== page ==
To open the masternode configuration file for editing, access the menu Tools → Open Masternode Configuration File. In that file, you’ll want to add a single line (for each masternode you run), in the following format, with all fields separated by a space:

<mn_name> <vps_ip>:<port> <private_key> <trans_hash> <index>

Where:

  • mn_name — is any name you want.
  • vps_ip — is the IP address of your VPS.
  • port — is the port on which your masternode will communicate with others. This will be project specific; for PIVX it’s 51472.
  • private_key — is the masternode private key you generated earlier.
  • trans_hash — is the transaction hash you generated earlier.
  • index — is the transaction index you generated earlier.

For PIVX, my masternode configuration file might have a line like this:

mn1 123.456.789.012:51472 Lkj23lkj438s9d78sdf879sd0980fsdf0s98sad9a87dadsa9ds Dfg98d7f9d7f9g79d7gd97gdfs09d8f0s8df6d876sd87fs8s8df8df8g0d8s08d 0

Before moving on to the next step, be sure to also do the following:

  • Quit and restart your local wallet.
  • Unlock your local wallet with the menu item Settings → Unlock Wallet...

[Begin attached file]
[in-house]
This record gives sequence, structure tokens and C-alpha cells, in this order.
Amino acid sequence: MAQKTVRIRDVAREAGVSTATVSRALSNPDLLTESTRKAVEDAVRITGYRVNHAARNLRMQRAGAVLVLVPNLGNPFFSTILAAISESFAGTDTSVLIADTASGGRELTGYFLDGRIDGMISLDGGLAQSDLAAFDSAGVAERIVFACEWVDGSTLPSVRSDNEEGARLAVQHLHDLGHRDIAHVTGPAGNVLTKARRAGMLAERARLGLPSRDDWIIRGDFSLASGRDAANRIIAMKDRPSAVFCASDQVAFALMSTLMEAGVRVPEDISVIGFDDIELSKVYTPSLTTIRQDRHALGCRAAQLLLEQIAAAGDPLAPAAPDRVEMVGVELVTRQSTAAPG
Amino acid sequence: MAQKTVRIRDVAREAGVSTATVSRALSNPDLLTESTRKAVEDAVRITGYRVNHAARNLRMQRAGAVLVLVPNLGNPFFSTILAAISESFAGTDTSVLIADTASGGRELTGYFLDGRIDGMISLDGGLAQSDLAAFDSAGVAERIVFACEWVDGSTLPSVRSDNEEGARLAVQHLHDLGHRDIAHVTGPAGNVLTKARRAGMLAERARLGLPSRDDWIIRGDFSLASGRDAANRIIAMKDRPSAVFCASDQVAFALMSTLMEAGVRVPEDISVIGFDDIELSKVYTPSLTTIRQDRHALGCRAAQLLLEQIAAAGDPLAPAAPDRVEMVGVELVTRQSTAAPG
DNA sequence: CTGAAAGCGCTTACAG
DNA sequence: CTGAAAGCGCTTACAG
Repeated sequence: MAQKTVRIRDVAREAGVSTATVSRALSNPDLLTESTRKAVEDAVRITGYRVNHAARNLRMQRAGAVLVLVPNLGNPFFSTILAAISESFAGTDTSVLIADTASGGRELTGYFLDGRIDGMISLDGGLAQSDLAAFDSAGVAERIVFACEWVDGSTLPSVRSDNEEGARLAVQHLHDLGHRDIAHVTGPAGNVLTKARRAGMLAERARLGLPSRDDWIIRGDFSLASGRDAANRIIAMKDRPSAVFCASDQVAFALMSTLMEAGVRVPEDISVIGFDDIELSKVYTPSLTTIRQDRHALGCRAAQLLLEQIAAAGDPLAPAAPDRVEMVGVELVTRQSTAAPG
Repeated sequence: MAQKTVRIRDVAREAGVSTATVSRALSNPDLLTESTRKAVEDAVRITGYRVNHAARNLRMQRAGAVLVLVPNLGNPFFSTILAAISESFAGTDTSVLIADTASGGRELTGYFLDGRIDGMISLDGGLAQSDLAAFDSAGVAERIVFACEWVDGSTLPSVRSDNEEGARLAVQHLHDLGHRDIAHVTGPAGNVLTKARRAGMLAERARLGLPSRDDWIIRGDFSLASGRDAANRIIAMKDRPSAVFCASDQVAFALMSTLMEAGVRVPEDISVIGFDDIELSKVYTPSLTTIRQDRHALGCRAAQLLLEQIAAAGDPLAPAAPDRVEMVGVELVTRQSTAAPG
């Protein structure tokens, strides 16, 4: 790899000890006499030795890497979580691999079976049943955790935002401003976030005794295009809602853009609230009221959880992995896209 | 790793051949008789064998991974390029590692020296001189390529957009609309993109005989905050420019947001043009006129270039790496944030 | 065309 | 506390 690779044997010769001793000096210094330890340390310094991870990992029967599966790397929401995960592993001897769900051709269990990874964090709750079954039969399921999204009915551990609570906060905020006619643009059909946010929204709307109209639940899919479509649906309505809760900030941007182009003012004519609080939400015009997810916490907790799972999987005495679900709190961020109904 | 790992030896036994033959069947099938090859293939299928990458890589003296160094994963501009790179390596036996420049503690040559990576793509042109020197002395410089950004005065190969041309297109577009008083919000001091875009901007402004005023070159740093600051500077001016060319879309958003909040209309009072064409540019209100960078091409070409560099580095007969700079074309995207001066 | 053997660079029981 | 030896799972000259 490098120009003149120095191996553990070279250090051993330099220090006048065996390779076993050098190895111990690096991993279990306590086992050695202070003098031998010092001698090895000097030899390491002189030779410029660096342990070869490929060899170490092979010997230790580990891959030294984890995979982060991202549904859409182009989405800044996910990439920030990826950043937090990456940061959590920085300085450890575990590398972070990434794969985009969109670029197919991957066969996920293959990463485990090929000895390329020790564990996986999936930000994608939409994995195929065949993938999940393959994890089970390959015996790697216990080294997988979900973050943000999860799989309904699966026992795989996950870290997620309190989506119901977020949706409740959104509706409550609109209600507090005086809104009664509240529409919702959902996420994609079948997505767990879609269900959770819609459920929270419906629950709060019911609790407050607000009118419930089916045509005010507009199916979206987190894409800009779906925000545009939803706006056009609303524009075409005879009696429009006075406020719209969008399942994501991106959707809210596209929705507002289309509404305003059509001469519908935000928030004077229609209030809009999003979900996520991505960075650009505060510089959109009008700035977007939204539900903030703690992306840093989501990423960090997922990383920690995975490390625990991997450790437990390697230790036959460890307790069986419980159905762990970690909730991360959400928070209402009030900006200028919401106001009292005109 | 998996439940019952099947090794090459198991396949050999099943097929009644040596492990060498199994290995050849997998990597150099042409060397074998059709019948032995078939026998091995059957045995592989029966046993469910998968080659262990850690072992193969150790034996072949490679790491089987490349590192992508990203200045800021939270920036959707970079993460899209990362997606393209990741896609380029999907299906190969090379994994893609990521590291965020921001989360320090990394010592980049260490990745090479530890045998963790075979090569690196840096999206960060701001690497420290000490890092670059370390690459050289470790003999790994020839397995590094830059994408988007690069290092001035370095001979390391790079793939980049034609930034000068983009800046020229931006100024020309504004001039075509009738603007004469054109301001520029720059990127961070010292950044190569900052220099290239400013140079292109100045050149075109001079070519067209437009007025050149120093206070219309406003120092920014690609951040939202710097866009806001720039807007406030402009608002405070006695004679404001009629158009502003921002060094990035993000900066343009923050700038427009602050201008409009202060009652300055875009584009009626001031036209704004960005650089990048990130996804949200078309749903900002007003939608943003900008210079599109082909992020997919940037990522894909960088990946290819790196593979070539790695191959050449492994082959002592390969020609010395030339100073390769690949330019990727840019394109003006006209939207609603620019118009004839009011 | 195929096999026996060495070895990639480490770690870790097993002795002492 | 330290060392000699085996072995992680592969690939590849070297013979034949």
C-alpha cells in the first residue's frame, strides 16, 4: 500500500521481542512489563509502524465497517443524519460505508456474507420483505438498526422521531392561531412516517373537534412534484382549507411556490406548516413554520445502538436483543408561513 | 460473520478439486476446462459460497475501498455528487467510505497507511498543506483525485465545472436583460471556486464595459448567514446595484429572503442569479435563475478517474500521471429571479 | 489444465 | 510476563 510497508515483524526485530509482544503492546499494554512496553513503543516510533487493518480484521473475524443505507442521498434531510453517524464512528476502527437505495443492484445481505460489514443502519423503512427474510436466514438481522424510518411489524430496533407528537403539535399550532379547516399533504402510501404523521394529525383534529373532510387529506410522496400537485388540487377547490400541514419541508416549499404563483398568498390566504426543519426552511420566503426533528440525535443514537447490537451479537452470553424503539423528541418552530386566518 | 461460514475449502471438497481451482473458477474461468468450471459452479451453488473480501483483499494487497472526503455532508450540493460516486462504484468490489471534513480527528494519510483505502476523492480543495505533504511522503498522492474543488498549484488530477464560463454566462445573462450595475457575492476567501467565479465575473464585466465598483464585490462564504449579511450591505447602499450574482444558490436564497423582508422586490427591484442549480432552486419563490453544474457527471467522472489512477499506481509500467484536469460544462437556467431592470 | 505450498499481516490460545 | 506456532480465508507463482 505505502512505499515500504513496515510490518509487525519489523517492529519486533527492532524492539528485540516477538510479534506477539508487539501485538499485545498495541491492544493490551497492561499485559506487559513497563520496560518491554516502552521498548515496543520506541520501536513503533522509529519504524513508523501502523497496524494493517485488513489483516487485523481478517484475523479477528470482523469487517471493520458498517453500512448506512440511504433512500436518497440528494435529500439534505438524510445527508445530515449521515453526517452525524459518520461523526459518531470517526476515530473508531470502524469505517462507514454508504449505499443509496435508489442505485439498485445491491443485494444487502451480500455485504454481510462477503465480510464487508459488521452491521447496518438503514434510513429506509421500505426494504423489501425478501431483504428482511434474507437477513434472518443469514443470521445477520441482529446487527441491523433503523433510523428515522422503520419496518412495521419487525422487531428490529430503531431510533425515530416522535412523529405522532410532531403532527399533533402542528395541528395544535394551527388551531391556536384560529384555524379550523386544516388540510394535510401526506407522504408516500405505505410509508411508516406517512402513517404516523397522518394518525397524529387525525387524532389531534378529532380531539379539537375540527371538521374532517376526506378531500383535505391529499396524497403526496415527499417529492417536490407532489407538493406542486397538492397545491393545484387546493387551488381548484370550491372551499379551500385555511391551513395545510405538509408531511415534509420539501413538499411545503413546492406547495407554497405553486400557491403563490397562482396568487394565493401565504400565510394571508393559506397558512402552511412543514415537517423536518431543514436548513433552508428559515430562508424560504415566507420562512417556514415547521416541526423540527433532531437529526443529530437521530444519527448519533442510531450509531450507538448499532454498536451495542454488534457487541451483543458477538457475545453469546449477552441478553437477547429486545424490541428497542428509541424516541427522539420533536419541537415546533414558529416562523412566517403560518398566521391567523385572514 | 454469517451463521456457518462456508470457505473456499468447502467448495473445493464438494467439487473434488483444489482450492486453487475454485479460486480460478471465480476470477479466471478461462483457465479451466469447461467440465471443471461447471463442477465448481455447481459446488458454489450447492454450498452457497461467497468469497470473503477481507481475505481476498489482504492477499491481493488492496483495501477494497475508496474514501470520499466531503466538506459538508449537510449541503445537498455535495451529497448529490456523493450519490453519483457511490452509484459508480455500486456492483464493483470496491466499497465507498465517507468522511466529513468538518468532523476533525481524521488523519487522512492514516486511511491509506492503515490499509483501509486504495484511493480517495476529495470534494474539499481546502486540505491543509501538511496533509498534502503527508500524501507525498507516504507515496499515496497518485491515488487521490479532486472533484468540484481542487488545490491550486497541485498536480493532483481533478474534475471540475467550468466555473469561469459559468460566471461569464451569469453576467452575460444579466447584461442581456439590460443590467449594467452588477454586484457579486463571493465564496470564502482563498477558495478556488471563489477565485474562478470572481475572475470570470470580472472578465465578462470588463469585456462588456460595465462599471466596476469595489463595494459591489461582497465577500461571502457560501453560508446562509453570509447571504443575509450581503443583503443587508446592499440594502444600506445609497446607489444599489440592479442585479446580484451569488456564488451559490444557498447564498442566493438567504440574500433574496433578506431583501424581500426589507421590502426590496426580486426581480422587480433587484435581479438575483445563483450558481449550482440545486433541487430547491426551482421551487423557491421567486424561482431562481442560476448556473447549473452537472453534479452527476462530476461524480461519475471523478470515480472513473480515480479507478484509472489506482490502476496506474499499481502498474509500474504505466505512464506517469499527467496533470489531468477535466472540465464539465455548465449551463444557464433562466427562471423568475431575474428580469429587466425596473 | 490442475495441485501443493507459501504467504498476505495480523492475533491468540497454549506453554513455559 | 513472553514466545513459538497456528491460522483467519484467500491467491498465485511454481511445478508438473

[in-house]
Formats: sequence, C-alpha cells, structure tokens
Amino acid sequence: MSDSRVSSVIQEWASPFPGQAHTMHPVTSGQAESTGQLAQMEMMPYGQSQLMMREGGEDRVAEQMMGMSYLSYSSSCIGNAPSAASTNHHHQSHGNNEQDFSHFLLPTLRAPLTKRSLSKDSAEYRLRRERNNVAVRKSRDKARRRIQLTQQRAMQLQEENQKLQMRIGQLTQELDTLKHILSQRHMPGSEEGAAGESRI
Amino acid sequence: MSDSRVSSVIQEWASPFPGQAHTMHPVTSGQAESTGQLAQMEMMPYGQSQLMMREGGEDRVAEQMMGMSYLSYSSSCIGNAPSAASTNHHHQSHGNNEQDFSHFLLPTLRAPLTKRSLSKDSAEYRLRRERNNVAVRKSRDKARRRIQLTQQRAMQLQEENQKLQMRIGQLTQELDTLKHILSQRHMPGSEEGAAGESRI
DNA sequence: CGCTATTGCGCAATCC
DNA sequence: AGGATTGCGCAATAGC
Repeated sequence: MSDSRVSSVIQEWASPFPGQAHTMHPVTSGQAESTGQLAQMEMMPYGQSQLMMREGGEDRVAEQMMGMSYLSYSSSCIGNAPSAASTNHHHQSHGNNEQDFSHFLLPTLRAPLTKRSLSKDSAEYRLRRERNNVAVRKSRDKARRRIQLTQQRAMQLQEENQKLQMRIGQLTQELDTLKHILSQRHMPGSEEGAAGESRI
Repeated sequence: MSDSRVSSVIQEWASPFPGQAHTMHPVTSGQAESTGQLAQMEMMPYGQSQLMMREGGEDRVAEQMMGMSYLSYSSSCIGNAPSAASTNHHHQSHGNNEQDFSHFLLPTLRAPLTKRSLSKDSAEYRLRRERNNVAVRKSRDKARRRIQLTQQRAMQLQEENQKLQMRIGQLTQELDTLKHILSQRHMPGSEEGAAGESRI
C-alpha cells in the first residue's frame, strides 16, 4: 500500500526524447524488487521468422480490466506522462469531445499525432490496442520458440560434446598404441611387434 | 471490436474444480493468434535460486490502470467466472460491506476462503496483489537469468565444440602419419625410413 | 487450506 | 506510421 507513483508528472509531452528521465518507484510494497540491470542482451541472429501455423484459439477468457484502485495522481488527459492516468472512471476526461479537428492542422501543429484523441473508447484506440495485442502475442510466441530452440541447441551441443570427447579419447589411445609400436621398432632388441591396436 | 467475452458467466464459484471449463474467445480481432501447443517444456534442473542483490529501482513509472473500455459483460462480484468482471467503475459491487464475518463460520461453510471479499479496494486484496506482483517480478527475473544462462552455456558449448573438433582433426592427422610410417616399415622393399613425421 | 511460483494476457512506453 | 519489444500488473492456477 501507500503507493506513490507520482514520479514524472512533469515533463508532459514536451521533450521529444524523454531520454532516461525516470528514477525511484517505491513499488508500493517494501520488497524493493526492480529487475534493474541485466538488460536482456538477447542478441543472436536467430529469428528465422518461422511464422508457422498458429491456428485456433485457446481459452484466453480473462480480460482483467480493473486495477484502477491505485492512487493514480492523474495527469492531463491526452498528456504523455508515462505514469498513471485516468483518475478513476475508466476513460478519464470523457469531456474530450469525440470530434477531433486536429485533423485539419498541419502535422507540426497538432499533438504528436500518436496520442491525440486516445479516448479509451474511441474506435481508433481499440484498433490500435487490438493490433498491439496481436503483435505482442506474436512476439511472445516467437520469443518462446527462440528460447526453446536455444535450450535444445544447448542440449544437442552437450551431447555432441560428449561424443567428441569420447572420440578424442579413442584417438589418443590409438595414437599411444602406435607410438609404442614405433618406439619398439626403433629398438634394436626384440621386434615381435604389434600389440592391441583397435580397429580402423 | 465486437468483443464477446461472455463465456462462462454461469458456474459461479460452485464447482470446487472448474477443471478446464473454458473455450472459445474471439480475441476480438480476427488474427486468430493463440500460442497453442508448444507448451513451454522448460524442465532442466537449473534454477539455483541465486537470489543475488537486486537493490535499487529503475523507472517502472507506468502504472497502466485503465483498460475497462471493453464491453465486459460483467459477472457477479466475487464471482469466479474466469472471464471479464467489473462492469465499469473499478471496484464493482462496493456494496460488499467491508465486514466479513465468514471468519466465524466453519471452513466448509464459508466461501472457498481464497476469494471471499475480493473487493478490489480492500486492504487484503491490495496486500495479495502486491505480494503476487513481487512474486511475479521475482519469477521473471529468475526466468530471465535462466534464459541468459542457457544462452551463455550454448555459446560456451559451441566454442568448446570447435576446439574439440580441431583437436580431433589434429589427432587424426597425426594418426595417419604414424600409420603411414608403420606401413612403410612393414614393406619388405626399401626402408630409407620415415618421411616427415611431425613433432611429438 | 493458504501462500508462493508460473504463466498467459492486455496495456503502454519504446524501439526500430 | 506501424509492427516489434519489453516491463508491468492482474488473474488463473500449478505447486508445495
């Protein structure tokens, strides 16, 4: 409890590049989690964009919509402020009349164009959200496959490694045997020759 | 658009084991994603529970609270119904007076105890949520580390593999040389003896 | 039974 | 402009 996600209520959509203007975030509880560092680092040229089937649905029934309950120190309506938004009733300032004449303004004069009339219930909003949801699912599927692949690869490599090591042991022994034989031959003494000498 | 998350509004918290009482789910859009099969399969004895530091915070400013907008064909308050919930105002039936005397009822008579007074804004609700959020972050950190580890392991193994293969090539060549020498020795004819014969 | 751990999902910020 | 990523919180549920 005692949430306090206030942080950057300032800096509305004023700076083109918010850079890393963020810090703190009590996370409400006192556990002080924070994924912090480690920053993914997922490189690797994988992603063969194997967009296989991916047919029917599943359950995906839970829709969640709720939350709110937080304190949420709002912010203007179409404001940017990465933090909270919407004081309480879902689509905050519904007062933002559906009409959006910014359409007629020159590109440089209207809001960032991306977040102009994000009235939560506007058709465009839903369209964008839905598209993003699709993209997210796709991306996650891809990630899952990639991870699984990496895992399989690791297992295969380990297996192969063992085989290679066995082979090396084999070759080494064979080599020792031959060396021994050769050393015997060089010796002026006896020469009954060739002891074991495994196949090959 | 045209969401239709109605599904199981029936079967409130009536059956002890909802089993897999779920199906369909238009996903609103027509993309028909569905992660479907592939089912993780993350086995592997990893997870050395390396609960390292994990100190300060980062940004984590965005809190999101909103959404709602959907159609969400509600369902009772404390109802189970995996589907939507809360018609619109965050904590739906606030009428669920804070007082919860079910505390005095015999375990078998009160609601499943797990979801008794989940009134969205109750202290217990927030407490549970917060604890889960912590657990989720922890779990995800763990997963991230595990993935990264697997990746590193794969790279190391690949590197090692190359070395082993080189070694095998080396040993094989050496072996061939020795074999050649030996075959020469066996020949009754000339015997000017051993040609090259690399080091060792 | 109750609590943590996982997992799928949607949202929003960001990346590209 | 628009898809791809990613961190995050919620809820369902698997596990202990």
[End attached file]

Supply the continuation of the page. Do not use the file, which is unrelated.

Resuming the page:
Step 5: Install the project node software on your VPS

We’re now going to download the project’s node software to our VPS. After logging in as root, make sure you’re in your home directory:

cd ~

Now we need to download the software. You’ll want to find the URL to the x86_64 linux version, for the latest release of the project’s software. You can find that by visiting the project’s GitHub repository, and navigating into the “Releases” area.

Once you have the URL, use the unix wget utility to download it. The command will look something like this:

wget https://github.com/project/releases/download/project-x86_64-linux-gnu.tar.gz

When the download finishes, unpack it with a command like this:

tar -zxvf project-x86_64-linux-gnu.tar.gz

Step 6: Understanding the project’s software